Adam Smith's first - and last! - book: what rational choice?

I was going to call this blog post ‘Utility maximising agents in Adam Smith’s Theory of Moral Sentiments’ but realised that was much too dull - even if it accurately describes my bedtime reading at the present moment.

The intention with this, and a series of blog posts, will be to share my on-going reading of the theory of moral sentiments, and this first post is about the first chapters on sympathy in particular.

The Theory of Moral Sentiments - or TMS for short - was Smith’s first book, published in 1759, but with its popularity and Smith’s editing it eventually made it into its sixth edition in 1790, re-published just months before Smith’s death - and so it also became Smith’s last book as it were.

Many historians have pointed to this work as Smith’s better work, but as ever, the proof is in the eating. What is really interesting is Smith’s immediate and broad definition of the wants and passions of people - or what drives utility maximisation in agents - in the opening line of the opening chapter:

How selfish soever man may be supposed, there are evidently some principles in his nature, which interest him in the fortune of others, and render their happiness necessary to him, though he derives nothing from it except the pleasure of seeing it. (Smith 1757 [1790: I.I.1])

Smith goes on to discuss how people’s ability to sympathise, and receive sympathy, depends on the situation, the subject and the circumstances under which sympathy is given. I.e. people (agents) have assymetric reactions to whether people support what we like and what we hate.

We can forgive them [our friends] though they seem to be little affected with the favours which we may have received, but lose all patience if they seem indifferent about the injuries which may have been done to us: nor are we half so angry with them for not entering into our gratitude, as for not sympathizing with our resentment. (Smith 1757 [1790: I.I.18])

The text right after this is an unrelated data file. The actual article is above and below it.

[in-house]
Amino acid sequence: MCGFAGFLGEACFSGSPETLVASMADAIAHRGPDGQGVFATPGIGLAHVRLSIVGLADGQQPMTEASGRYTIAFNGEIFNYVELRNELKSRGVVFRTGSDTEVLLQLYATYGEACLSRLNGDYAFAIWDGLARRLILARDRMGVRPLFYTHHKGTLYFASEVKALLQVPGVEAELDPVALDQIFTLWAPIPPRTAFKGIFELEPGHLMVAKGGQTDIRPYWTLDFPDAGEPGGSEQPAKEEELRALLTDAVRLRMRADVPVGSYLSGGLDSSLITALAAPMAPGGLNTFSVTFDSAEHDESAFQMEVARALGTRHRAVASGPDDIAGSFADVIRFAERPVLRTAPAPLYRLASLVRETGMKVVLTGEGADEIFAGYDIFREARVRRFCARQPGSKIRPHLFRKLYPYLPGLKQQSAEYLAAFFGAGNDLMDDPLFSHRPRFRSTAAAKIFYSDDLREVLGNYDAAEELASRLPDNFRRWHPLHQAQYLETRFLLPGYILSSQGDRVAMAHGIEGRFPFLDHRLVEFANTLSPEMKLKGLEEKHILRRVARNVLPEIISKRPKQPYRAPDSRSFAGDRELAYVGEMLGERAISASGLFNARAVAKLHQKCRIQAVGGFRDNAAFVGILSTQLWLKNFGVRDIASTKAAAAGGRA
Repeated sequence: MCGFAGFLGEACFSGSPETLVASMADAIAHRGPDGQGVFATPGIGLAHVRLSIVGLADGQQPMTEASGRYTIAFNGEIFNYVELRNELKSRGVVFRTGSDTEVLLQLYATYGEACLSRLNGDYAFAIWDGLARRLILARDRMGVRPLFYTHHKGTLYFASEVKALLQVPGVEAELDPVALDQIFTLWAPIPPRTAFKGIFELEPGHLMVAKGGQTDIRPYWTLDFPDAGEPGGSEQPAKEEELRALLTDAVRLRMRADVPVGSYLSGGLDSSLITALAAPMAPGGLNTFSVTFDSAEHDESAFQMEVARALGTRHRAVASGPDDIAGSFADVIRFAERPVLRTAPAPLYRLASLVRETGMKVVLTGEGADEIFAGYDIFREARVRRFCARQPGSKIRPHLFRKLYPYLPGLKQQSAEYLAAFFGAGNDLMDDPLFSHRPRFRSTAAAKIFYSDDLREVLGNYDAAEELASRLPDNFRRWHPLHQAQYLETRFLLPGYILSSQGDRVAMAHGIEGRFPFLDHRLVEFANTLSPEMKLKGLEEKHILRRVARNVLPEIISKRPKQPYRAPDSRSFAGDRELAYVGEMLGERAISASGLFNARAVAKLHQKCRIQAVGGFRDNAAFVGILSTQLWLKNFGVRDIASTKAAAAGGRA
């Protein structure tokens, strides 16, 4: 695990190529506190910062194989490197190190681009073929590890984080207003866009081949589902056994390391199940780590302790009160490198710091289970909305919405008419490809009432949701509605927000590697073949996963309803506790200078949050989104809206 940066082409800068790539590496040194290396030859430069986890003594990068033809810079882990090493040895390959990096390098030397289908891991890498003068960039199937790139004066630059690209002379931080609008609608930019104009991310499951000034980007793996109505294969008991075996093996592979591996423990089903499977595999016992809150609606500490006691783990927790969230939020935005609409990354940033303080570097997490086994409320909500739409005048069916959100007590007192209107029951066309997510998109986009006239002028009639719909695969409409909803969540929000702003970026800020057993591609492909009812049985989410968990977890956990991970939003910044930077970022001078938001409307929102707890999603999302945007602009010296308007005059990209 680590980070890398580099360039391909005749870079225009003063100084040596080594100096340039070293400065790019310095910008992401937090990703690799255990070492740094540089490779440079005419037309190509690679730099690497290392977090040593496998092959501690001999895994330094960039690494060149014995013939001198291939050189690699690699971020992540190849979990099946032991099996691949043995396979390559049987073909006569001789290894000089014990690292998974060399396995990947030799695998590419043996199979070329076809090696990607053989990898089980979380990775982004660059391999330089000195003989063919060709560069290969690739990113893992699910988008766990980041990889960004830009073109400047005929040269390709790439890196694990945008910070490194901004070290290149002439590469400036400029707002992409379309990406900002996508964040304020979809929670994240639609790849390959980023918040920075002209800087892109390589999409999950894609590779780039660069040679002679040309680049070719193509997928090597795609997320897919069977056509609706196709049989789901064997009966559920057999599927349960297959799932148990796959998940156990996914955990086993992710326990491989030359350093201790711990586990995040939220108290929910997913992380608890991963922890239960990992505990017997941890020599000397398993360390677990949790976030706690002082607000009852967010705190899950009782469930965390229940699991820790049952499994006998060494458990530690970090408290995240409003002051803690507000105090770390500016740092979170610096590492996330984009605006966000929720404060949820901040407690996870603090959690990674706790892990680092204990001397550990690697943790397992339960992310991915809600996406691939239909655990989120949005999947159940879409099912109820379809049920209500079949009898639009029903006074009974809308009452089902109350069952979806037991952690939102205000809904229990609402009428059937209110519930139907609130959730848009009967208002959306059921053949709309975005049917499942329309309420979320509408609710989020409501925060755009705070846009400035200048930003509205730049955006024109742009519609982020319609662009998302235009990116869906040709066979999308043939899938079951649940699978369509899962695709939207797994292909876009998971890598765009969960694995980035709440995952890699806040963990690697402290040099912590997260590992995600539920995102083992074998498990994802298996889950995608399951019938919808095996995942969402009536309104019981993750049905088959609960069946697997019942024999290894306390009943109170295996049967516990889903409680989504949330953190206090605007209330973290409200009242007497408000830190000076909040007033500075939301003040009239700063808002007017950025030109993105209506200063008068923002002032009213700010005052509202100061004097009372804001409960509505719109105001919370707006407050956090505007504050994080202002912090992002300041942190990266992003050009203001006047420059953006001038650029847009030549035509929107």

After the first four chapters/sections (of which the fourth is simply called “The same subject continued”) people and the preferences they have appear much more complex and diverse than the story we are used to about Smith as a utility maximizing kinda-guy. Amartya Sen introduced the 250th anniversary edition (which I am reading) and launches straight into ‘Das Adam Smith Problem’ as it were - which is the perceived divide between Smith’s views on agent maximising behaviour. Sen rejects even the premise of such a discussion, saying that readers have read what they want in The Wealth of Nations.

Further, following that fashion in modern economics, a whole generation of rational choice political analysts and of experts of so-called “law and economics” have been cheerfully practicing the same narrow art. And they have been citing Smith in alleged support of their cramped and simplistic theory of human rationality… While some men are born small and some achieve smallness, it is clear enough that Smith has had much smallness thrust upon him. (Sen 2009: x-xi)

The Theory of Moral Sentiments was published in its final edition a year after the last version of The Wealth of Nations so there is much merit in the notion that there is just the one Smith, and the one set of opinions about rationality, the market and people. Either way, it’s been a very good read so far, and I will keep you posted!

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